Host a Ghost 5.0 Blog for Free on In 1 Minute — SQLite edition

Ghost is one of the fastest-growing publishing platforms. However, for those looking to dip their toes in the water, one aspect can be off-putting: the shiny Ghost(Pro) hosting (referral link) starts at $11/month or $108/year — $300/year a year if you want to use your own theme — and even if you self-host on a VPS that will set you back around $5/month or $60 a year[1]

For years, I have hosted this blog on Heroku’s free tier. It was a bit involved to get set up, and the in-depth tutorial I wrote still gets traffic. However, when Ghost phased out PostgreSQL support, and Heroku changed their free tier, it became much more difficult.[2]

A little while ago, I ran across on HackerNews[3]. It looked like it could run Ghost, and has a generous free tier. When it came time to find a better home for my Ghost blogs, I decided to give it a shot. There are several good tutorials out there, and the process only took about half an hour. I was happy. But what if the process took 30 seconds instead of 30 minutes?

Here is a single copy-and-pasteable command[4] that will spin up a fully functional Ghost blog on in less than two minutes[5]:

# Prompt for app name
read -p "Enter App Name: " appname </dev/tty && \
# Heredoc wrapper for tidyness (starting now, because we can't seem to prompt for input within heredoc)
bash << EOF
# Inspect script first if you are leery of pipe-to-bash
curl -L | sh
# This will open a browser, where you can enter a username and password, and your credit card (which is required even for free tier, for fraud prevention).
flyctl auth signup
# Create a directory for the project and enter it, since the next command will output a file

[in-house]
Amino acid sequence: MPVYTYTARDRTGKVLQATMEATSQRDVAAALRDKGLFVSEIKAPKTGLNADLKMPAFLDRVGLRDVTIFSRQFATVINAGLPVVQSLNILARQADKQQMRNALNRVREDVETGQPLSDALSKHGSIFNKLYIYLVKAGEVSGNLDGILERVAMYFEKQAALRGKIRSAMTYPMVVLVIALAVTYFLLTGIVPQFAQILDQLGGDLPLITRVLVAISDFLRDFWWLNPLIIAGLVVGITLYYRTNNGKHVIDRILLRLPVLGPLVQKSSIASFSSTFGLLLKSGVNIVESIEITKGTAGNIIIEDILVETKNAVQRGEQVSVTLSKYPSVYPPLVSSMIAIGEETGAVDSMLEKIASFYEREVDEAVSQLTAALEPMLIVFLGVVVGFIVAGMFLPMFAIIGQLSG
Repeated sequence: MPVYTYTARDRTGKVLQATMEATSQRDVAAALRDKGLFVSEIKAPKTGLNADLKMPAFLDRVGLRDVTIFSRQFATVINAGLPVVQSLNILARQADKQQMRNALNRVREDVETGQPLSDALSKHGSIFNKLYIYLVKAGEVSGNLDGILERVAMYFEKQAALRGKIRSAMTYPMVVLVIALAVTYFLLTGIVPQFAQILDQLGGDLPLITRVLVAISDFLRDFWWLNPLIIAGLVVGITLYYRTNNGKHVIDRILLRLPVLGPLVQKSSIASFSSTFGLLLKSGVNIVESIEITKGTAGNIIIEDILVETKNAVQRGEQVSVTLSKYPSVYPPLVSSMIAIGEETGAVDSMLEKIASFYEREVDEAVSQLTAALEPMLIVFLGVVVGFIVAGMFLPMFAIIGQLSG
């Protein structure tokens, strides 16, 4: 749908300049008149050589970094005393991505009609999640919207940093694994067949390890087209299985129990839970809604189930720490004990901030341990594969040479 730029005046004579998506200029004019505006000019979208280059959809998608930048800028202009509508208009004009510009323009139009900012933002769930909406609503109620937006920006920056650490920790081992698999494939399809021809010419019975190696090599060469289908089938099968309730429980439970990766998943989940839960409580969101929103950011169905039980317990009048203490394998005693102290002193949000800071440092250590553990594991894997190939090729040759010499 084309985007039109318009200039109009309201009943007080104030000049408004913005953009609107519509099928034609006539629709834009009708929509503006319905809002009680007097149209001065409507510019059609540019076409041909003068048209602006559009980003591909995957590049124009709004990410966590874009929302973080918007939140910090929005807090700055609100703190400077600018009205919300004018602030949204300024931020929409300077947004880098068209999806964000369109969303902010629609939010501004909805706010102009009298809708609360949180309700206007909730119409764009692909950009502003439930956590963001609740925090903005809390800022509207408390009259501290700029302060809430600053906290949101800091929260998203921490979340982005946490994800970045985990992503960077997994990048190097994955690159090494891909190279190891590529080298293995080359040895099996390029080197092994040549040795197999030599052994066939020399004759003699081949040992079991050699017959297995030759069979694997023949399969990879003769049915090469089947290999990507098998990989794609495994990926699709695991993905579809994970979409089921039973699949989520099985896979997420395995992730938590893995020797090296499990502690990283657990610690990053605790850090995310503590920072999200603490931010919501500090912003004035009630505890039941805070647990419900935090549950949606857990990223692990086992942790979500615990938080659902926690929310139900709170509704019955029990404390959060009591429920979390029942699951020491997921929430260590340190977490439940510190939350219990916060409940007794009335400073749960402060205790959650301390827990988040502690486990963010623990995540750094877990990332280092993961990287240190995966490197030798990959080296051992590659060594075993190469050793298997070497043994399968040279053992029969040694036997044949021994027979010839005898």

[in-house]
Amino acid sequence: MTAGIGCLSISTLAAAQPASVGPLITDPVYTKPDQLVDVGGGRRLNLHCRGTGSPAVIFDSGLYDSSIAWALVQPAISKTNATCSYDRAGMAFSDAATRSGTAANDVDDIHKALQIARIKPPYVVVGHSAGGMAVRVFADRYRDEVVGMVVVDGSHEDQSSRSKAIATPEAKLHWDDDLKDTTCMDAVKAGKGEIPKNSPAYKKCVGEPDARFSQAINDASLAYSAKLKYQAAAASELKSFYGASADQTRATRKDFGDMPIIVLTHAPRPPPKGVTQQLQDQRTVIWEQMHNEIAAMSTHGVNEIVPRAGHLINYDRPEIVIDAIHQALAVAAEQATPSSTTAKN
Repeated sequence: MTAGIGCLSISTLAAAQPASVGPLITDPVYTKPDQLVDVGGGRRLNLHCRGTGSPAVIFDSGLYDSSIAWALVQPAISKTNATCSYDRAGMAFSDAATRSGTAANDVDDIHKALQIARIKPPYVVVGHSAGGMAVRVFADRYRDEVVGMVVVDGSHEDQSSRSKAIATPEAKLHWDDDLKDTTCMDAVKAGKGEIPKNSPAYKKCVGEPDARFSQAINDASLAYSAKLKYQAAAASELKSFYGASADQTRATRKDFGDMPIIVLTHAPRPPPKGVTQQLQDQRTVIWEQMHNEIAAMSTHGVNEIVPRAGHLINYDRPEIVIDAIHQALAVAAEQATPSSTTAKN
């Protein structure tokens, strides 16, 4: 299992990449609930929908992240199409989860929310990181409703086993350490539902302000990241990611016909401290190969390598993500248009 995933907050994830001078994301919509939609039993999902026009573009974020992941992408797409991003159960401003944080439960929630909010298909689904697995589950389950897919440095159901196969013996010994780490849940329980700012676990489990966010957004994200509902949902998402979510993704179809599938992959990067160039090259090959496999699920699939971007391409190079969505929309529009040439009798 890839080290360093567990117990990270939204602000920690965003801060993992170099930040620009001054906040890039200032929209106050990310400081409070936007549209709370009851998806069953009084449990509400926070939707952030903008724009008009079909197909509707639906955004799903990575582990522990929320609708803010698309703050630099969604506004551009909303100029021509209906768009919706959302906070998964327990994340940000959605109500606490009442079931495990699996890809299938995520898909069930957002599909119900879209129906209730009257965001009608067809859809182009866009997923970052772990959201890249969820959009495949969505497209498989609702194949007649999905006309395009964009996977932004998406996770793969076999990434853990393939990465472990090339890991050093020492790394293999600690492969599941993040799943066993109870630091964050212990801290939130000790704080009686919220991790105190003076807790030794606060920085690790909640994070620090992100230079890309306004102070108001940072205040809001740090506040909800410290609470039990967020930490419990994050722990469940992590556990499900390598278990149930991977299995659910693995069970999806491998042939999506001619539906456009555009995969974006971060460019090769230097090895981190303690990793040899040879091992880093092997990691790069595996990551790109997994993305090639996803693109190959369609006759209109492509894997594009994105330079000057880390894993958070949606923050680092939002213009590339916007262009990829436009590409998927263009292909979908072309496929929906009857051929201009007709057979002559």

mkdir ghost-flyio && cd ghost-flyio
# Create an app -- using Ghost Dockerfile, Seattle region, and app name prompted for earlier -- but don't deploy it
echo | flyctl launch --name $appname --image=ghost:5-alpine --region sea --no-deploy
# Provision a volume for Ghost's content and SQLite Database. 
# Size can be up to 3GB and still fit in the free plan, but 1GB will be enough for starters.
flyctl volumes create ghost_data --region sea --size 1
# Install sed (stream editor), if it isn't already installed
sudo apt install sed
# Update the port to Ghost's default (2368)
sed -i 's/internal_port = 8080/internal_port = 2368/g' fly.toml
# Append info about where to find the persistent storage to fly.toml
cat >> fly.toml << BLOCK
# Set Ghost url
flyctl secrets set url=https://$
# Since we're using SQLite, we need to set ghost to run in development mode
flyctl secrets set -a $appname NODE_ENV=development
# Put the SQLite DB somewhere where it doesn't get overwritten on redeploy...
fly secrets set database__connection__filename=/var/lib/ghost/content/data/ghost-dev.db
# Boom! We're airborne.
flyctl launch
# End our bash Heredoc

[Shameless plug] once you have your blog up and running, you might want to grab one of my downright gorgeous[citation needed] Ghost themes: Weblog (premium), MNML (free & open source), Laminim (premium), or Undefined (free & open source).

Note: if you are using Firefox (which does not honour pre-wrap, and inserts sneaky invisible trailing whitespace in the code snippet) please copy and paste the commands from here rather than directly from the above code snippet.

  1. Assuming you don't already have a VPS with free capacity, and the patience to get Ghost configured alongside whatever else you have on it. (When I had space on an AWS T2 instance I needed for other reasons, I ran a Ghost blog on it using Dokku. It was not worth the hassle. However, Coolify looks like a promising self-hosted Heroku/Netlify alternative.) ↩︎

  2. I’m grandfathered in on the original 750 dyno-hour free tier, which is how I can keep this blog running on Heroku for free. ↩︎

  3. Via their Free Postgres databases for small projects blogpost (HN discussion) ↩︎

  4. Okay, okay, calling it a "single command" is maybe stretching it. ↩︎

  5. If you already have a account, you can be done in about thirty seconds — depending on region, current load, and your typing reflexes. ↩︎